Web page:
Why do you usually say that forgetting is necessary for man?
It’s fundamental, because otherwise there would, literally, be no room in the brain for so much information. There are several recent studies to which little importance has been paid, but which are fundamental for understanding this. A Norwegian group, in collaboration with an English researcher, has shown that the hippocampus is the main region of the brain that makes and recalls declarative memories. An animal uses 40% of the total structure of the hippocampus to learn a given spatial notion. To recall this learning, it uses 60% of the hippocampus. During the time that it is learning or recalling this spatial learning, the animal cannot do anything else. It cannot, for example, do a good long-term potentiation or recognize a novelty, which are other things that the hippocampus does. So this means that the capacity installed in the brain is not infinite, it’s not so big as all that. It is quickly saturated in rats, and in humans for sure. We even have physical experiences of this saturation. We goto a congress, we listen to two or three talks running, and we get impression that there is no more room in the brain for anything else. At that moment, there really is no room. So we go out of the room, take a break, have a cup of coffee. After the dust has settled a bit, and the hippocampus has gone back to be used less, we can return to the room and listen to another talk.
That popular saying that knowledge does not take up any space makes no sense, then?
It does take up space. Acquiring knowledge and recalling knowledge occupies a lot of space. Generally speaking, the brain tends to use all the available resources for this task.
Do you mean that that story that humans use only a small percentage of the brain is a lot of nonsense?
To tell the truth, it’s not possible to say whether this is right or not. This is because we do not know how many neurons and synapses we have. Until twenty years ago, it used to be thought that we had, I believe, 10 billion neurons. Today, we know that there are at least 200 billion, perhaps 300 billion. And between these two estimates there is a difference of 100 billion neurons.
Is it possible to train the brain to forget traumas or passages of life that one would no longer like to recall?
Sometimes, the brain does this automatically. When it fails, we have what is called precisely posttraumatic stress or phobias. But there are therapies which use precisely extinction and which are applied for an individual to extinguish stress. The country where this has been studied most, odd though it may seem, is Turkey.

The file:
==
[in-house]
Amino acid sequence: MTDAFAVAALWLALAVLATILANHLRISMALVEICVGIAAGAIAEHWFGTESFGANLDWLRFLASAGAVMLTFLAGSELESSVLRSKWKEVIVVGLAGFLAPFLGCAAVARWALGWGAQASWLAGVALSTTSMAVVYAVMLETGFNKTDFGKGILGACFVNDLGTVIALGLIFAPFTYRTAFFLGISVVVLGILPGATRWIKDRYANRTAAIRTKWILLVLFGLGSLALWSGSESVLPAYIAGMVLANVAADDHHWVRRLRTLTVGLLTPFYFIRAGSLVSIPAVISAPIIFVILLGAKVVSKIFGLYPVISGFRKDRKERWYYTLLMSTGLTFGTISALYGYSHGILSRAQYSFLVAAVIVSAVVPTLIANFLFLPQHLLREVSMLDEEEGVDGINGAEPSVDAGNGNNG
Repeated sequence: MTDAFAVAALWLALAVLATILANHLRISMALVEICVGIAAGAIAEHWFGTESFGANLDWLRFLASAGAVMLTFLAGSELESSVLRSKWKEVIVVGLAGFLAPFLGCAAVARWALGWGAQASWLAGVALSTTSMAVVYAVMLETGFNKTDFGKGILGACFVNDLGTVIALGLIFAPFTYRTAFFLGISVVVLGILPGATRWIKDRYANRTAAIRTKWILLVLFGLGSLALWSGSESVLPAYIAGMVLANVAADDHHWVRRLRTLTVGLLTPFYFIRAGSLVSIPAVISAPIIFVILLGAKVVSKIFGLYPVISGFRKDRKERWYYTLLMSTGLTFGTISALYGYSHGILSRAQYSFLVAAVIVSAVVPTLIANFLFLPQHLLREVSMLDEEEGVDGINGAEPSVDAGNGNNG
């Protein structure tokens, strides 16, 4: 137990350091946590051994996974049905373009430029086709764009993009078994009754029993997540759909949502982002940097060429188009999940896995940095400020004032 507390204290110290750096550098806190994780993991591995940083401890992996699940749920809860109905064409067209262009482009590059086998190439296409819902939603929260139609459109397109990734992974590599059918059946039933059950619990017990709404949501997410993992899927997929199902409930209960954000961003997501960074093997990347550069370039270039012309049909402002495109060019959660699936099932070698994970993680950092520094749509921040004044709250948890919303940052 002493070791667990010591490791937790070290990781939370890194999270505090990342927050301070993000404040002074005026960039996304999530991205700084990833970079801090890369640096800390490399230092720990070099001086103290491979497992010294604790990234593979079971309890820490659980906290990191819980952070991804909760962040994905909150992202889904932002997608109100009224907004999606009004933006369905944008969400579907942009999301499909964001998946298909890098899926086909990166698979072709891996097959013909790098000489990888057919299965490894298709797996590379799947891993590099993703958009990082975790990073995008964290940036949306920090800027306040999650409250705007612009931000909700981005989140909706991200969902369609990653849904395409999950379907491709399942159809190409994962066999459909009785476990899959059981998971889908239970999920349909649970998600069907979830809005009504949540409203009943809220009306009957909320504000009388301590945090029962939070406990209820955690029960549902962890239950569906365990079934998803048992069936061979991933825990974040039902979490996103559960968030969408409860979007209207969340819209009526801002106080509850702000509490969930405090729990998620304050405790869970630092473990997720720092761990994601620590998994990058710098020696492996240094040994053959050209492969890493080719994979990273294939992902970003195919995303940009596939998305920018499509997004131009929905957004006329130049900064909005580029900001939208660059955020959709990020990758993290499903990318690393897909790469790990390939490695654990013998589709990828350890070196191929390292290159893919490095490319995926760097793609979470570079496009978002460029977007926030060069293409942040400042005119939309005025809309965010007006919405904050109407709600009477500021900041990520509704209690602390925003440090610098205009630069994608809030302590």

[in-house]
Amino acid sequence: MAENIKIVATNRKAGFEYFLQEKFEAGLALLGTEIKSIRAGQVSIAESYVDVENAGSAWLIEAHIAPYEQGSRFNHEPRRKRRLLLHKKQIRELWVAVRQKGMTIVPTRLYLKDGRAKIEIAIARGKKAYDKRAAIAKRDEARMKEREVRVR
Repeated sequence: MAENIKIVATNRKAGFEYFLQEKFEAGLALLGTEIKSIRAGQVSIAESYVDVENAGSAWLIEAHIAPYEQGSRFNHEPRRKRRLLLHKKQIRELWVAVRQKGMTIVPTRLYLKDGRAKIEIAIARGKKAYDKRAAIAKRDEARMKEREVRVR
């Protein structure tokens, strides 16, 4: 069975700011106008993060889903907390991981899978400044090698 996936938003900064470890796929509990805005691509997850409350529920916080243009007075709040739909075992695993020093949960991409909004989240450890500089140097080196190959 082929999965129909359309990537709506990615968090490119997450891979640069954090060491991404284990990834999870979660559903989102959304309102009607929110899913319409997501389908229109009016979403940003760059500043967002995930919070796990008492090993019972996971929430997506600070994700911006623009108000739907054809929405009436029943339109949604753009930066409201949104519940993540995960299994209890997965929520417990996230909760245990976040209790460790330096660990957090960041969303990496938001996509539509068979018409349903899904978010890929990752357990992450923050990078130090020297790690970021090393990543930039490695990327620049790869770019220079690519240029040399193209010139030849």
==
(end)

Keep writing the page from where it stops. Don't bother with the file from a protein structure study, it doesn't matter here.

Yes. It’s because in recent years they have had two tremendous earthquakes there. And in one of them, tens of thousands of people died, a very high number. After the catastrophes, Turkish neurologists and psychiatrists saw that there were loads of patients with posttraumatic stress, of people who had been in the places of the earthquakes but had survived. They put into practice whatever they could to treat them and saw that extinction discovered by Pavlov and prescribed by Freud could be used. Some of them supplemented the sessions of extinction with anxiolytic drugs, but this is not usually necessary. After the attack of September 11, 2001, a bit by influence from the Turks, the Americans started using more the technique for extinction, which was even somewhat forgotten in the United States.
What is the explanation for the so-called “memory going blank”? Forgetting the home telephone number, for example?
It can be many things, but usually it is absent-mindedness. When it is a more serious forgetfulness, like a student who studied for the university entrance exam and, on the day of the exam, remembers nothing, this blank is caused by stress. With stress, large quantities of corticoids are released, secreted by the suprarenal gland; they inhibit recollection, acting on the hippocampus and on the tonsils. With me, or with other people who once in a while are surrounded by students or reporters, the blank happens when I am submitted to questions from a lot of people at the same time. Then I go blank. It’s a defensive act.
Why do some people have, or say they have, a better memory for faces, and others for names or numbers?
This is usually due to practice. Bank clerks are good at numbers, men of letters at words, doctors are good with faces and for names. Musicians are good with music. This is not to mention the situation of people who present some congenital defects. Those who are born with eyesight that is not very good are going to be worse in acquiring visual memories, compared to a person without this limitation. But there is a certain system of compensation in these cases. The blind develop their olfactory memory more, for example.